26 September 2023

Sustainable returns: Why socially responsible investing keeps growing

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Jane Nowak* says many investors are finding better and more reliable ways to invest at the intersection of head and heart.

Photo: Annie Spratt

Responsible investing has come a long way over the last few years.

With the help of clearly focused investors, investment companies and non-profit steering groups, and recently buoyed up by measurable environmental, social and governance (ESG) risks and opportunities ratings published by Morningstar, many investors are finding better and more reliable ways to invest at the intersection of head and heart.

Current terminology used to describe responsible investing

With so many terms used to describe aspects of responsible investing, understanding their definitions can be overwhelming.

Just a few of the terms that I’ve seen used to describe investing to support a specific purpose are:

  • values-based investing
  • responsible investing
  • purpose-driven investing
  • socially responsible investing (SRI)
  • sustainable investing
  • green investing
  • community investing
  • impact investing.

The responsible investing lexicon — a work in progress

As the focus on responsible investing continues to grow, investment leaders and SRI non-profit leadership groups are defining and refining the many common buzzwords investors use to describe their brand of responsible investing.

It makes a lot of sense that definitions of investment terms surrounding responsible investing will differ.

When it comes to religious points of view, moral principles, environmental impact, a business’s governance practices, doing social good in the world or a combination of some or all of these things, responsible investing is a way to grow investments that mirrors each investor’s own values.

How to describe our responsible investment philosophies in a way that everyone understands is continuing to evolve.

But one thing is certain: no matter how we ultimately agree to describe responsible investing, more and more investors want their dollars “to grow the good” in their world and communities while growing their portfolios.

Three key terms for understanding responsible investing

Over the last several years, three key definitions have emerged to describe the current most common ways of investing responsibly.

Values-based investing/SRI (exclusionary):

A way to invest that typically supports a set of religious or moral convictions.

Investments for values-based investors are found by using negative screens that are used to exclude investments in specific companies and industries from consideration.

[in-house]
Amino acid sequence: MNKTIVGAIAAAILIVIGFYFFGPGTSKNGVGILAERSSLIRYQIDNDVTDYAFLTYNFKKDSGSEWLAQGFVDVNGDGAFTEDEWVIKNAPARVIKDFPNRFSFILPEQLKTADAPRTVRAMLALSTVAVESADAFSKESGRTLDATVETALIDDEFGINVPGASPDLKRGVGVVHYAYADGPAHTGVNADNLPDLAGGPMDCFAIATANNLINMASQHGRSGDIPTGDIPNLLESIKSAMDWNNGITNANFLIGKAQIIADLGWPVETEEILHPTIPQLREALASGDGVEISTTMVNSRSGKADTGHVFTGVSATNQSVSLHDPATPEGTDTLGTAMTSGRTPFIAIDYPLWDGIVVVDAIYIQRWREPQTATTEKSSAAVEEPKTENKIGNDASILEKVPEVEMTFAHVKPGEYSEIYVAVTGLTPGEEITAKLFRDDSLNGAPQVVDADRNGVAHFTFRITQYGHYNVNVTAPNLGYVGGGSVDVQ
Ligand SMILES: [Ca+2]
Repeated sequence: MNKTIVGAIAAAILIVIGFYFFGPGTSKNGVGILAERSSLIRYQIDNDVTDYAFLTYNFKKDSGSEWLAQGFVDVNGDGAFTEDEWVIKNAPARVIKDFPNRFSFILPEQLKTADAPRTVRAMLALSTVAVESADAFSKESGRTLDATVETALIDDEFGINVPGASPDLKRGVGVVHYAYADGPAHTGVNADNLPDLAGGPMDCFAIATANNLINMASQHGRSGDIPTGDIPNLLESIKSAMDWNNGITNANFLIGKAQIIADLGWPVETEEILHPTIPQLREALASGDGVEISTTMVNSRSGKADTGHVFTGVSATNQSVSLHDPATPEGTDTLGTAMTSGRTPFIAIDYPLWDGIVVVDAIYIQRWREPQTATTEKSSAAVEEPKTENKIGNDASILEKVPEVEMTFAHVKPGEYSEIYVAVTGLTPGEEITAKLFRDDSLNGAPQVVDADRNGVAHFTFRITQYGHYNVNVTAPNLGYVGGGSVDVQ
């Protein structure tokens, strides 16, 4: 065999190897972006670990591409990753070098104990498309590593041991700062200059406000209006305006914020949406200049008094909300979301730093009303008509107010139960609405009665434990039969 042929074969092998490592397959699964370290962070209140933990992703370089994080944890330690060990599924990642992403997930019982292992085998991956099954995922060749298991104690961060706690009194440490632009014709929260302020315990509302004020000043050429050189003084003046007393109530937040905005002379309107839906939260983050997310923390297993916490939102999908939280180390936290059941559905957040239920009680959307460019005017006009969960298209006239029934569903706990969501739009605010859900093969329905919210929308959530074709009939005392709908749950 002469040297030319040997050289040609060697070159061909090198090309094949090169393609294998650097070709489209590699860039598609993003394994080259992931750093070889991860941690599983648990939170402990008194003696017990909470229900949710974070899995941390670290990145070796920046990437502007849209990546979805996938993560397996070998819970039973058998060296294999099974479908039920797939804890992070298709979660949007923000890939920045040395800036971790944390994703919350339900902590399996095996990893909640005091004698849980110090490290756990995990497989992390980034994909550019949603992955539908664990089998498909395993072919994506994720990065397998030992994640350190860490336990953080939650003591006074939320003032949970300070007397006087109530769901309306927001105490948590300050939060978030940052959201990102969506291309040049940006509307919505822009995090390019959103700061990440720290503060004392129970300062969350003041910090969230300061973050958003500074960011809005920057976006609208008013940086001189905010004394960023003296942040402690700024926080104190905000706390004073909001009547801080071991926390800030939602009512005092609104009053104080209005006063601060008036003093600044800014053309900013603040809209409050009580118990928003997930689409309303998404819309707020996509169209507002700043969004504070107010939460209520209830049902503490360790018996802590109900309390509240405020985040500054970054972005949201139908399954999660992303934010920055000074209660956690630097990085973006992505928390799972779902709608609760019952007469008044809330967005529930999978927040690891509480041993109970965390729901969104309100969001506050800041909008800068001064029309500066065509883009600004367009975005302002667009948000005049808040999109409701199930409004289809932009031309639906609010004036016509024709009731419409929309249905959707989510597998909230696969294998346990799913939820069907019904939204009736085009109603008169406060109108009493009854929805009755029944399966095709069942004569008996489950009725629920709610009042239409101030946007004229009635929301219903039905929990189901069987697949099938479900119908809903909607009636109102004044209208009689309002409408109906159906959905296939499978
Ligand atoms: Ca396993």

The most commonly used negative screens eliminate the stocks and bonds of companies associated with the sales or promotion of alcohol, gambling, tobacco, firearms, weaponry, nuclear power, abortion and adult entertainment.

Investments are ultimately chosen from the non-excluded universe of companies based upon a set of financial criteria.

Environmental, social and governance (ESG) investing (inclusionary):

ESG is investing by evaluating qualitative environmental, social and governance measurements and typical quantitative financial measures.

To determine the suitability of an investment for inclusion in a portfolio, both the quantitative and the qualitative data are considered.

This responsible investment style allows investors to include best-in-class companies from an investment sector (such as the energy sector), which might otherwise have been excluded from investment consideration.

Companies that only manufacture with recycled materials or those that produce a low carbon footprint may be featured as an ESG investment theme.

Companies ultimately chosen for investment reflect those businesses whose financial and social impacts can be measured and often include best-in-class companies across many economic sectors.

Impact Investing — focused social investing:

Often focused in their own communities or even at the annual stockholder meetings of publicly held companies, impact investors are looking to make measurable social impacts with their investment dollars.

Investing in green bonds, changing corporate environmental, social and governance policies, and providing affordable housing at a community level are each good examples of impact investing.

The importance of responsible investing to today’s investors

Clearly, no matter what it’s called, investing in a way that features social, environmental, governance and/or moral purpose continues to increase in popularity.

Responsible investing has truly risen to top-of-mind when individual investors choose their investment portfolios.

*Jane Nowak is a certified financial planner and member of the US Financial Planning Association.

This article first appeared at www.investopedia.com.

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